Allen Ginsberg was elected to the National Institute of Arts and Letters in February, 1973 — and made his last public appearance as a special guest at the NYU Poetry Slam on February 20, 1997. We honor this pioneering poet and activist with this 1st of February remembrance.

by Jules Chametzky

Drawing by Marty Carey

One of the smartest co-editors of the Norton Anthology, John Felstiner, ends his lengthily astute introduction to Ginsberg and his place in Jewish American letters with quotes from Harold Bloom (negative: reading “Kaddish” is like being forced to “watch the hysteria of strangers”), and Saul Bellow (positive: “Under all the self-revealing candor is purity of heart”). Felstiner concedes that Ginsberg changed “the face of American poetry,” but adds that the word for him is khutspe. I go along with Bellow: candor, and heart. “Howl” was the great breakthrough work of our generation, and “Kaddish,” for his mother who died in an insane asylum, is his Jewish declaration of love for her, warts and all, and of his heartbreak.

When Ginsberg published “Howl” in 1953, I couldn’t agree with his opening lines — I didn’t see “the best minds of my [our] generation, destroyed by madness, starving hysterical naked,/dragging themselves through the negro streets at dawn looking for an angry fix,” though undoubtedly there were some of those among Ginsberg’s friends, but they were a fairly small, marginal and self-destructive bunch. There were many other “best minds” of different persuasions around, let’s not exaggerate, but undoubtedly Ginsberg’s raw and raunchy poem shattered the last vestiges of Eliotesque, academic gentility and literary anemia. That was and has been of inestimable importance. Harold Bloom as critic and teacher did some of that important work, too, with his Freudianism, Romantic or Emersonian oracular style, and interest in Kabbalah, so I cannot fathom his hostility to Ginsberg. In some crazy way, they are brothers under the skin, if Harold but let himself admit it.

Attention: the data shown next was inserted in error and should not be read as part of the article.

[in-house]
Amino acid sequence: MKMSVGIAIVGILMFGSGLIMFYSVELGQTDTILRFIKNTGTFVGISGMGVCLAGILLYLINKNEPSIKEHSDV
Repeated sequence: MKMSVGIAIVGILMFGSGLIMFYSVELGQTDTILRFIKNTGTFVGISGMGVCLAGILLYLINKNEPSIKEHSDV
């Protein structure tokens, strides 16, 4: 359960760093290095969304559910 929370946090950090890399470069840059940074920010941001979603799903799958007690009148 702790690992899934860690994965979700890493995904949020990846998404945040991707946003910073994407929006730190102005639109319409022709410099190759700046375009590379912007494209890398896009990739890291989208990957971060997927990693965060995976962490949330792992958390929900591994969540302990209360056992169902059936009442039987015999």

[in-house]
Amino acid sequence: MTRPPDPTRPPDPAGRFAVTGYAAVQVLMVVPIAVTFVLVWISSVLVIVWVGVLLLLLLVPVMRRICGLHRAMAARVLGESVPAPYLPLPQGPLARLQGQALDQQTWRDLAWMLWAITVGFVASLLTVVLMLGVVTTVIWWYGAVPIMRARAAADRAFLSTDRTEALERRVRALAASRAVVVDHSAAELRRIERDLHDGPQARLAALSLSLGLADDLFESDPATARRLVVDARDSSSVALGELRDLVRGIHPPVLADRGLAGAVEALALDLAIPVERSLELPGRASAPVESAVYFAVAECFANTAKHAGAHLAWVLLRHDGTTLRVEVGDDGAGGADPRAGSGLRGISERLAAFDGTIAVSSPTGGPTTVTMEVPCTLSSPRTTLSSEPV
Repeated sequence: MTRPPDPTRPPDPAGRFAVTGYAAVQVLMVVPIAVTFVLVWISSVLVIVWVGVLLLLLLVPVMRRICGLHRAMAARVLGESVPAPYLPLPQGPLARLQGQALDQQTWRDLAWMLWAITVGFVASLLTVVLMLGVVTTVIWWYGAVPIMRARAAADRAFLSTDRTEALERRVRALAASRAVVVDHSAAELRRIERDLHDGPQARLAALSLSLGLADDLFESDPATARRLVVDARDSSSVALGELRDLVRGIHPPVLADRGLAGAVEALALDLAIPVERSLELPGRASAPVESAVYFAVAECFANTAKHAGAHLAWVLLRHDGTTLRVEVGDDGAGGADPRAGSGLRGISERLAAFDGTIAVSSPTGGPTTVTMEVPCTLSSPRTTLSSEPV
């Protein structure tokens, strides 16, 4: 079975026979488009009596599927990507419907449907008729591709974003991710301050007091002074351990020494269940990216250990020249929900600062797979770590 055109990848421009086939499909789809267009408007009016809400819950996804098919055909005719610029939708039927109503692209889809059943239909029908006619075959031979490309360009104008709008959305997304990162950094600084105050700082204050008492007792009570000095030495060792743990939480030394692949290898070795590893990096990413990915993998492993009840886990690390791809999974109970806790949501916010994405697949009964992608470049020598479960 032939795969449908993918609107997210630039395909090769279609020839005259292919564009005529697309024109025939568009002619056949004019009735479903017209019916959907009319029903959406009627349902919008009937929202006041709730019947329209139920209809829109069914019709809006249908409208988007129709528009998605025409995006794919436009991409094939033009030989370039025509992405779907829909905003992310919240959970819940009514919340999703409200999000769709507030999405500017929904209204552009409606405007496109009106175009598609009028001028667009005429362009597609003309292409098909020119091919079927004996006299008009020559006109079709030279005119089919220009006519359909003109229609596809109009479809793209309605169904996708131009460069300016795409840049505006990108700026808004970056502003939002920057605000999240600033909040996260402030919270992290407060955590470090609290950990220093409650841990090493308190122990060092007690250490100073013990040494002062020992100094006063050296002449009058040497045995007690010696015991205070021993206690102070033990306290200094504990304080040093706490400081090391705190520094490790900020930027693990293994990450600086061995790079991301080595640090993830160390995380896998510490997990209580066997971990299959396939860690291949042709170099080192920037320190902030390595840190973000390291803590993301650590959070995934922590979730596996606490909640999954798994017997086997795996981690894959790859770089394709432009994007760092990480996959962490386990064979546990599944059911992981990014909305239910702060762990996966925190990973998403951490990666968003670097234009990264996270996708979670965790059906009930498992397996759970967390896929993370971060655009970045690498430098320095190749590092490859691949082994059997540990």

For a long time I associated Ginsberg with the George McGovern (a good man who deserved better) disaster at the 1972 Democratic Convention in Miami Beach, which I attended with my three sons, given tickets by an old friend from Minnesota who had been Hubert Humphrey’s press secretary. Ginsberg didn’t do much there except sit in the mud in Flamingo Park with hundreds of other alternative lifestyle types, in trees, in tents, in a ripped T-Shirt, rubbing his belly and intoning “Ommmm—Ommmm.” It was emblematic of all that went wrong with the organization and PR of that event, culminating in the nominee’s acceptance speech at 2 a.m. Imaru Baraka was running around as well, that year wearing a Mao jacket, surrounded by thuggish bodyguards, and there were some women in combat jackets and boots, all caught on television. Not good.

Over time, my impression of Ginsberg changed completely. We did get him up to Amherst on March 22, 1986 (he inscribed the date for me in his Collected Poems), when he was wearing a three-piece flannel suit and was by then a professor at Brooklyn College. It was an historic occasion, for one thing because it was the only time he and James Baldwin met — a photograph of them together is the cover of a Massachusetts Review that deals with Ginsberg’s 1963 Prague experience. That experience was the real reason for Ginsberg’s appearance among us.